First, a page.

What's wrong with management today part 2: power to the people!

Those that have followed this blog know that we are proponents of moving the management of work to the work, aka “self-managed” teams or systems where managers exist to provide resources and support, and to fully authorize employees/teams who are closest to the work so they, not the manager, can make decisions about and manage the work. Such systems have core to their mission the creation of work environments that support and develop people first with flexible policies and processes, including extended paternity/maternity, vacation as you need, external learning support, technology, food, extended healthcare, wellness, fitness, and the list goes on.

“People first”, simply defined as focusing on employees as the most important asset in a company, has become increasingly popular in the array of companies with whom we work. This is typically best represented by company values that support a people-focused culture in which development is key. We believe that “values” are among the most important drivers of culture and performance. As Collis and Rukstad wrote in 2008 (Can you say what your strategy is?, HBR April 2008), “Many companies do have—and all firms should have—statements of their ultimate purpose and the ethical values under which they will operate… it is good and proper that firms be clear with employees about ethical values… They govern how employees should behave.”

We always advise clients to develop values that are clear and about how they think about people and the beliefs that it wants to represent to the world. In our research on organizational resilience, the first and foremost contribution to a sustainable enterprise is the organization’s “moral purpose”—an organization’s shared resolve that contributes to a greater ethical and moral good. Most successful organizations give back to society through what they do, how they do it and/or what they support (think Ben&Jerry’s Ice Cream).

Yet, there is an inherent transaction that should occur in organizations between employees and employer that is often overlooked or misunderstood. We think of this as an equation of “value”, where value is defined as both the behaviors and beliefs one holds and the “worth or usefulness of something”. In return for valuing people and investing in its most important asset, an organization should expect “value” in return—exceptional performance. In other words, if I am valued and cared for by my organization than I have to provide value in return by performing in my role to meet and exceed what the organization requires. Simply put, VP = vp, Value(People) = value(performance). The values an organization upholds in a people first culture should be returned through exceptional performance.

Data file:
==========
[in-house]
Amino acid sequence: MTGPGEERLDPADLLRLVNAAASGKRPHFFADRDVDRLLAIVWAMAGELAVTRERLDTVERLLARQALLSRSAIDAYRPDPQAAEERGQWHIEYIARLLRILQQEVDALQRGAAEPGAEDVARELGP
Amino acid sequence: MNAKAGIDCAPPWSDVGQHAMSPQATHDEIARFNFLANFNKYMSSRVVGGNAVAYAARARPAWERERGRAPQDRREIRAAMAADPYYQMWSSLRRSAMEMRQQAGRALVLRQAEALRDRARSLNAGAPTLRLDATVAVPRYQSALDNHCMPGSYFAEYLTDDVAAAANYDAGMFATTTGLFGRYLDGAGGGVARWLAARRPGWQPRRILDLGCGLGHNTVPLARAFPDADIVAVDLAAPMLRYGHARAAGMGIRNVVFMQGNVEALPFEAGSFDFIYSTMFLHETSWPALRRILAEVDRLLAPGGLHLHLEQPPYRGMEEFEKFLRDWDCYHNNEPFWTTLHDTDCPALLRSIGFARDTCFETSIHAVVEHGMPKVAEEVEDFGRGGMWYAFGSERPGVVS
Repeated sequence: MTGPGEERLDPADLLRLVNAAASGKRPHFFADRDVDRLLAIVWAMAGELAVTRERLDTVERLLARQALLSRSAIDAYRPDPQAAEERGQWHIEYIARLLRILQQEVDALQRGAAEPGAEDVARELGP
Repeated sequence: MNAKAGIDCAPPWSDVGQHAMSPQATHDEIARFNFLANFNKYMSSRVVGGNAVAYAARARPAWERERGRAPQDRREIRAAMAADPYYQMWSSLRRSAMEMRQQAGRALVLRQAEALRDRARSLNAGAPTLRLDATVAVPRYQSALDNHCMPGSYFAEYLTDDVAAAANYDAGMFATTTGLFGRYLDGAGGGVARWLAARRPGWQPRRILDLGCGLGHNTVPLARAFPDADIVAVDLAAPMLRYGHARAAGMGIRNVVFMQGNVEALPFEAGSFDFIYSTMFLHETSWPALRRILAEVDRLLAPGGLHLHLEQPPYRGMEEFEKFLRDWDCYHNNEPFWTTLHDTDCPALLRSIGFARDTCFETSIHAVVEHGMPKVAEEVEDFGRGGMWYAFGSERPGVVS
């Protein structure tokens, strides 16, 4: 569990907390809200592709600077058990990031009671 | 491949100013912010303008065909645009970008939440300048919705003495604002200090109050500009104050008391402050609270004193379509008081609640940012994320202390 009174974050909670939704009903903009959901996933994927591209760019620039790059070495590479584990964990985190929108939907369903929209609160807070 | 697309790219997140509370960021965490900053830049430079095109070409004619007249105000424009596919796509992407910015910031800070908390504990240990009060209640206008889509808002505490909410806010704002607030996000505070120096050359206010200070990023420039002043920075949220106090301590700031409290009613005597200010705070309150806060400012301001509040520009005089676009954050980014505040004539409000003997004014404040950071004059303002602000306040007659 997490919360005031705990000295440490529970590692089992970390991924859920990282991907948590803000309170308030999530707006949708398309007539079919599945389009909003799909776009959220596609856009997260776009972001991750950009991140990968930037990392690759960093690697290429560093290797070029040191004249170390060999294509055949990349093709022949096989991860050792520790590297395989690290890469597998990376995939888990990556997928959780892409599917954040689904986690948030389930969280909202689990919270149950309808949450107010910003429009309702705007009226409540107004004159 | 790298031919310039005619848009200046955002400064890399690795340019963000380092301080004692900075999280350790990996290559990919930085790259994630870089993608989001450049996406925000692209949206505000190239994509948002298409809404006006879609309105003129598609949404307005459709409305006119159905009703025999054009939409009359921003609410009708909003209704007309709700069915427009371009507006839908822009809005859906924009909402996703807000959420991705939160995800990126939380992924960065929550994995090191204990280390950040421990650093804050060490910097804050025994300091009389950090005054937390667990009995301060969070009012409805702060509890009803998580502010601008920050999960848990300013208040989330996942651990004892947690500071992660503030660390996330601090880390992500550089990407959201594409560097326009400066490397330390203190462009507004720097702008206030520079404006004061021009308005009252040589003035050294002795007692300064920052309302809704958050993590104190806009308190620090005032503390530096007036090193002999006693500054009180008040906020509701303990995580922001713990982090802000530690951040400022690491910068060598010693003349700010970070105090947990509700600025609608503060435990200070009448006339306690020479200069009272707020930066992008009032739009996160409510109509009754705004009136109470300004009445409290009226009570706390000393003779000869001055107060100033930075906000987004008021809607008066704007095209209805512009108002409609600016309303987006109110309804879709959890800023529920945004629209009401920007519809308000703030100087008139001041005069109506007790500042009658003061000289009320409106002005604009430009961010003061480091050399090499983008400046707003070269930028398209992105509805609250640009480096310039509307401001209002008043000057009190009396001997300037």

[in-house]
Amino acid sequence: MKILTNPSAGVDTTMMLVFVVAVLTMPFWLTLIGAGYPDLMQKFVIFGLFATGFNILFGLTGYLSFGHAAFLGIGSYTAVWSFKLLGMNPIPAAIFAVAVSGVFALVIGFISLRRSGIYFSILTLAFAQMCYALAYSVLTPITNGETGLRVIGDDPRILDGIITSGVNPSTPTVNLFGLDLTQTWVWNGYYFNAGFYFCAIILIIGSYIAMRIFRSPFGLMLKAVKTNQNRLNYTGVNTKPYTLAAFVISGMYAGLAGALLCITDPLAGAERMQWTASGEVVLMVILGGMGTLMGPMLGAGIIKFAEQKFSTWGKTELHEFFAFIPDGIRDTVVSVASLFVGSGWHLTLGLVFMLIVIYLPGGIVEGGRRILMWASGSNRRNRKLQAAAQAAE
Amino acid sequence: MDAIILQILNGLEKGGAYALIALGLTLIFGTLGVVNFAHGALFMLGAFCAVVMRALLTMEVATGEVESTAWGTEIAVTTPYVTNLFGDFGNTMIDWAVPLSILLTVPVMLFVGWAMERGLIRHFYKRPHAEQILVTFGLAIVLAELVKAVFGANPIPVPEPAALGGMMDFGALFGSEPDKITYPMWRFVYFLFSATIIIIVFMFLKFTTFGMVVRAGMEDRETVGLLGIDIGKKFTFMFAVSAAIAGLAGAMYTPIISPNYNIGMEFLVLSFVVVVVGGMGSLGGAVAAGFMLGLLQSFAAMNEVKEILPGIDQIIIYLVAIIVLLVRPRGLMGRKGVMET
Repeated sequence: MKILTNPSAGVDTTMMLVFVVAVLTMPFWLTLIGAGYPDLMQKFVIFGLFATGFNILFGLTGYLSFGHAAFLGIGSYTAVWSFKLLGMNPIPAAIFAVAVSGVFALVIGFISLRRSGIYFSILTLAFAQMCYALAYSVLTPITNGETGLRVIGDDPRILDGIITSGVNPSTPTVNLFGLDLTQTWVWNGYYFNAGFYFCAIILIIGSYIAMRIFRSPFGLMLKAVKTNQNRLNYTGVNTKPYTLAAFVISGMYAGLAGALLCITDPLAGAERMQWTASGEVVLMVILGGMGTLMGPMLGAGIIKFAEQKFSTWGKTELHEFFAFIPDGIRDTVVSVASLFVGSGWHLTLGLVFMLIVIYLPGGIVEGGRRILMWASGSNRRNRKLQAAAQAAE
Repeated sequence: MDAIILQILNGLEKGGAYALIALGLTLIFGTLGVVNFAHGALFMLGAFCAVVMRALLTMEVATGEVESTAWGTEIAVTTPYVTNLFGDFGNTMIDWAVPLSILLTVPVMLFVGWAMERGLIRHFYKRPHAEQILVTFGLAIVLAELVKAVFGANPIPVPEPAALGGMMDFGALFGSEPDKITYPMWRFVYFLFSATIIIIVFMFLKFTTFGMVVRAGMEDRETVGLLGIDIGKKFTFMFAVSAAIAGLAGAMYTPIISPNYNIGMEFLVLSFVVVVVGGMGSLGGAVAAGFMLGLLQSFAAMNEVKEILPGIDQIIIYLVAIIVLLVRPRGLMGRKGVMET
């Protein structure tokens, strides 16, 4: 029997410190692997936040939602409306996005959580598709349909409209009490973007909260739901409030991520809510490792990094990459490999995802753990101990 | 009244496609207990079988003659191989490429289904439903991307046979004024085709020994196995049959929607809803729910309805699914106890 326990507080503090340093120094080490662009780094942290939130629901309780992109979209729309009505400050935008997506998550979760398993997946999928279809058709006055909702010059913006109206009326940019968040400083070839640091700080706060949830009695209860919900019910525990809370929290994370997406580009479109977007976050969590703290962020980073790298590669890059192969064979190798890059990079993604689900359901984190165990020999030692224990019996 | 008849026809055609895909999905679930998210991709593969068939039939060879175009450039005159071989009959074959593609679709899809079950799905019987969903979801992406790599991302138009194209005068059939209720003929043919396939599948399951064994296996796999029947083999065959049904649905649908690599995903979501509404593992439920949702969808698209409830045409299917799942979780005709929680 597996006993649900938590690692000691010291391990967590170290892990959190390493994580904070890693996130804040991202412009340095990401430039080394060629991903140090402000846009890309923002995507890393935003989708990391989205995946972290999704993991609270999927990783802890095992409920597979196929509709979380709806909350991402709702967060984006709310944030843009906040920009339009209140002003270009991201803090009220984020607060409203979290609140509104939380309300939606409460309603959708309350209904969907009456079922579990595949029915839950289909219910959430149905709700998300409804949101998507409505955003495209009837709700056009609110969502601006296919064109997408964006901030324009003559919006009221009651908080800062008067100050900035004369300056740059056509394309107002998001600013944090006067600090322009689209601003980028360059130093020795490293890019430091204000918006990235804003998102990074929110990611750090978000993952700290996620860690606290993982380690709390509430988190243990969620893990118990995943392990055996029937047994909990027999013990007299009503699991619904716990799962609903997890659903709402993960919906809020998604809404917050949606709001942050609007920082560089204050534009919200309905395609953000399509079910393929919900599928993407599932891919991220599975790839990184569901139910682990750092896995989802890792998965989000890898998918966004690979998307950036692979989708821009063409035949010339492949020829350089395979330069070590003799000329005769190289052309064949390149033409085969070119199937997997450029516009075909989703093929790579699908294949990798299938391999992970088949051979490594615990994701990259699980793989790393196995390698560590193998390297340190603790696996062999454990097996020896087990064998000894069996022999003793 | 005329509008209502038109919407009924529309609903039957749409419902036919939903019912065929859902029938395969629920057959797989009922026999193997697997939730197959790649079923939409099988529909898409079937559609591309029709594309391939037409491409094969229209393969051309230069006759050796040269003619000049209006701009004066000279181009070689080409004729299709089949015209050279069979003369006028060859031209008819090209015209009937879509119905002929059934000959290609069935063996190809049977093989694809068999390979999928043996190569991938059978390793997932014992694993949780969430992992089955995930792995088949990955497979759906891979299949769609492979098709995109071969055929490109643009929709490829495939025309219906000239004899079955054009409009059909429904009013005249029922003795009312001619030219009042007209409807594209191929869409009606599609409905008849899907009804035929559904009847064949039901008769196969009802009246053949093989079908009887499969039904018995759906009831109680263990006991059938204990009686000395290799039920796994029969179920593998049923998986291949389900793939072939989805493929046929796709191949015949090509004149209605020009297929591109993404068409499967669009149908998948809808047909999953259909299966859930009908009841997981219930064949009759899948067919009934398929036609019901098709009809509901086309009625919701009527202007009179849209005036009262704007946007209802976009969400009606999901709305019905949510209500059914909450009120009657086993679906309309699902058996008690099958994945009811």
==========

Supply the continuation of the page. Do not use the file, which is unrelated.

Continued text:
Organizations where people are valued and people excel, giving their all, are highly motivating. Most studies on motivation show that employees are most invigorated by what they do, their role, and where they do it, their organization (Quinn, 1983, Kalliath, 1999). Motivation comes from within, my internal drive, my interest in what I do and my desire to achieve, and from the supportive environment created by those for whom I work. For us, this reinforces the need for a balance between what I get and what I give, and the degree to which there is a match in my drive and beliefs and those for whom I work.

Interestingly, we find considerable confusion amongst client employees regarding this transaction. Employees sometimes forget that they have a part in this equation—their performance. Frequently in people first systems we find employees who:

  • get upset when someone is let go due to performance—letting go of poor-performers is seen as against a people first policy as if poor performers should be given a home until they chose otherwise, or
  • demand relaxed hours or “more fun” in a struggling start-up that needs to maximize output given its limited resources and market opportunity, or
  •  take initiative to create their own role under “people first” (which is a good thing!) and then do not understand when the role is eliminated because it does not fit, align or offer any return to the organization.

There are many more examples but the point is that “people first”—valuing and treating people in the best possible way in order to produce an organization that can do nearly anything—is part of a transaction between employer and employee. It is a transaction that is simple in its basics—I’ll care for you, protect you, develop you and, if we are successful, offer you a career, if you work hard, perform at your best and care for our organization. This transaction produces amazing results when balanced.